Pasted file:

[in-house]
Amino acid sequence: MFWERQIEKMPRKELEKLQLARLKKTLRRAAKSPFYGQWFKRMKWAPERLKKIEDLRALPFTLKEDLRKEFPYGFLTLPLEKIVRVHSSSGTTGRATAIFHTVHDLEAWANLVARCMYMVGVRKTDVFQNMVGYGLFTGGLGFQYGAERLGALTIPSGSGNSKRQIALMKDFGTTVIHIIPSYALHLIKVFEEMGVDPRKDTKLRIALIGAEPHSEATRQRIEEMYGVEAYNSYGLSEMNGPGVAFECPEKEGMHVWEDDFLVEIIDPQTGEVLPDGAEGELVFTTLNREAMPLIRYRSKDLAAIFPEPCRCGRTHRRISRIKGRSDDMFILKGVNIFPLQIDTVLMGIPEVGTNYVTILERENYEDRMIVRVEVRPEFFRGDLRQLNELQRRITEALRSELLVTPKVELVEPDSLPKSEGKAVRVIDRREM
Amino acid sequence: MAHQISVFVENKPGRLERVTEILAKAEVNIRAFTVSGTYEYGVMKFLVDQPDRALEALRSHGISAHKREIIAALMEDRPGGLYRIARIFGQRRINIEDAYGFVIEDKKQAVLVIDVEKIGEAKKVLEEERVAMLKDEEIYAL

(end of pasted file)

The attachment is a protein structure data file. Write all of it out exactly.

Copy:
[in-house]
Amino acid sequence: MFWERQIEKMPRKELEKLQLARLKKTLRRAAKSPFYGQWFKRMKWAPERLKKIEDLRALPFTLKEDLRKEFPYGFLTLPLEKIVRVHSSSGTTGRATAIFHTVHDLEAWANLVARCMYMVGVRKTDVFQNMVGYGLFTGGLGFQYGAERLGALTIPSGSGNSKRQIALMKDFGTTVIHIIPSYALHLIKVFEEMGVDPRKDTKLRIALIGAEPHSEATRQRIEEMYGVEAYNSYGLSEMNGPGVAFECPEKEGMHVWEDDFLVEIIDPQTGEVLPDGAEGELVFTTLNREAMPLIRYRSKDLAAIFPEPCRCGRTHRRISRIKGRSDDMFILKGVNIFPLQIDTVLMGIPEVGTNYVTILERENYEDRMIVRVEVRPEFFRGDLRQLNELQRRITEALRSELLVTPKVELVEPDSLPKSEGKAVRVIDRREM
Amino acid sequence: MAHQISVFVENKPGRLERVTEILAKAEVNIRAFTVSGTYEYGVMKFLVDQPDRALEALRSHGISAHKREIIAALMEDRPGGLYRIARIFGQRRINIEDAYGFVIEDKKQAVLVIDVEKIGEAKKVLEEERVAMLKDEEIYAL